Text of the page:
The new government needs to make it clear that it is not expected from Fidesz-appointed officials (in independent institutions and in ministries) to swap political sides, they are “only” required to do their jobs as prescribed by law in good faith (the latter is always an implied legal requirement anyway). The purpose should not be to mirror to “them” what happened to “us”, the Schmittian logic would be highly detrimental.

(b) Second, at a later stage (most likely first after yet another parliamentary election) a 2/3 majority may be formed, and hence constitutional amendments (and amendments to cardinal laws) will become possible. Transitional justice measures (including recovering assets that were acquired in corrupt practices) can be done either already in the first phase with simple majority, or (for those cases where 2/3 majority laws need to be changed) in this second phase.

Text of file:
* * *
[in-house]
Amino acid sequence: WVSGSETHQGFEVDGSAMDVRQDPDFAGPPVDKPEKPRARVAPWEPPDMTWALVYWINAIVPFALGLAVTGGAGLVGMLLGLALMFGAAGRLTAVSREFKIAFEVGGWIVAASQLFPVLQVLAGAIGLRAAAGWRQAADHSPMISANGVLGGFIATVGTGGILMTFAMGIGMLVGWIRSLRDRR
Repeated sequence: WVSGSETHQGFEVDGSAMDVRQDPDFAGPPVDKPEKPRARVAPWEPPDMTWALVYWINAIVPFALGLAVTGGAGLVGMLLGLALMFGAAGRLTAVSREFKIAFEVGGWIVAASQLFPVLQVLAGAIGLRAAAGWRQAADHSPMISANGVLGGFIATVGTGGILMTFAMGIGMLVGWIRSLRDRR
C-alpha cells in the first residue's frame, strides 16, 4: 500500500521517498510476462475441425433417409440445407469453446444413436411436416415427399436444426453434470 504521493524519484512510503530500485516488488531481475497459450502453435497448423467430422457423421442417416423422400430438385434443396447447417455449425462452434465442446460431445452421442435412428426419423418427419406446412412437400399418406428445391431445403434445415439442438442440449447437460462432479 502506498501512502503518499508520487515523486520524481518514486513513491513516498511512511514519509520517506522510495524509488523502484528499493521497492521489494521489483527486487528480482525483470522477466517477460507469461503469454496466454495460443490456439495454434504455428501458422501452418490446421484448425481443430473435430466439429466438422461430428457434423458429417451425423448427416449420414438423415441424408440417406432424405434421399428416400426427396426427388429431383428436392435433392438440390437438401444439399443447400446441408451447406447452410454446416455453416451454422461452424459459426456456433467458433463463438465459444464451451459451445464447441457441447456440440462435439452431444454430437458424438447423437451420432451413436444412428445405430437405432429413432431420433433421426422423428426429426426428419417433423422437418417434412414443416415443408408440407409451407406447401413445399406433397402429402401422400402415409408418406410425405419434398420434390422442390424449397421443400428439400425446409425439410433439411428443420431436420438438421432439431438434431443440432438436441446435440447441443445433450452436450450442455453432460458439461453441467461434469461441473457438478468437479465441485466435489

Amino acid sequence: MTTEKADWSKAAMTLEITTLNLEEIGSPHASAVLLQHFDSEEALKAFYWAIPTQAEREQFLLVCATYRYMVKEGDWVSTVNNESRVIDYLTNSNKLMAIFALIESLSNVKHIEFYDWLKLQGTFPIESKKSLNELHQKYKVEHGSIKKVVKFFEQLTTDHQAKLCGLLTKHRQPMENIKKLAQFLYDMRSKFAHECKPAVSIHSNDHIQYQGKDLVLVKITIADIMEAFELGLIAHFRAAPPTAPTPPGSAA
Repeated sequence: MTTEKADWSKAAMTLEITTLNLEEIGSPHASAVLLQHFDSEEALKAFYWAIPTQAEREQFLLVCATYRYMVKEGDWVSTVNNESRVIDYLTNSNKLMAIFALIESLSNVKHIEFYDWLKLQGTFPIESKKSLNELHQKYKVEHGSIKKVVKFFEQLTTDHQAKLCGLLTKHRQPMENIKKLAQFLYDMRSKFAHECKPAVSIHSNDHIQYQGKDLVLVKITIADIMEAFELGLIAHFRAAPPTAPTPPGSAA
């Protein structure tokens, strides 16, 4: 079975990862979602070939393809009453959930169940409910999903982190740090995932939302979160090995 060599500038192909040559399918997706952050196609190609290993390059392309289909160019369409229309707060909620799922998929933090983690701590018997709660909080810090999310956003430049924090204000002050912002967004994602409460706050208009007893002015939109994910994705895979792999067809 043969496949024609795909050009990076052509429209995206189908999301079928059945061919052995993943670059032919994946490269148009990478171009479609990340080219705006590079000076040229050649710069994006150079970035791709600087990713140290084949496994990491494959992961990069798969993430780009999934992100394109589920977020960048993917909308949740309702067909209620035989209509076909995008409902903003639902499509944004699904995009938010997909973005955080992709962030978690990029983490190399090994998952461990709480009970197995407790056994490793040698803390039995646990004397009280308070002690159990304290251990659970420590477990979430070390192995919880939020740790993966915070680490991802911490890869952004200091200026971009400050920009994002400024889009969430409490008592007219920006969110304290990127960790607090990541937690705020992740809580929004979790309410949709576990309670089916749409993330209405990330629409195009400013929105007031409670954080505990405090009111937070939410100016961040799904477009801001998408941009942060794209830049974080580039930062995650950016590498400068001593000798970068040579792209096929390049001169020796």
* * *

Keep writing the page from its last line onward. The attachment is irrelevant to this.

(c) Third, as a final step, after a few years, you can go for a new constitution. It should happen in a legal way, and it should include all relevant political actors (possibly also Fidesz or future right-wing parties with real and broad support from right-wing voters). Amendments and re-interpretation can in the meantime change any constitutional content (concerning governability or symbolic issues), just like we have seen in 1989 and thereafter in Hungary. Adopting a new constitution can be the final symbolic touch in the transitional process, but pushing the issue from the beginning is counter-productive. Or to be poetic, the new constitution is the fruit of a successful transition process, one of the very last steps, and not a tool at the beginning of the journey.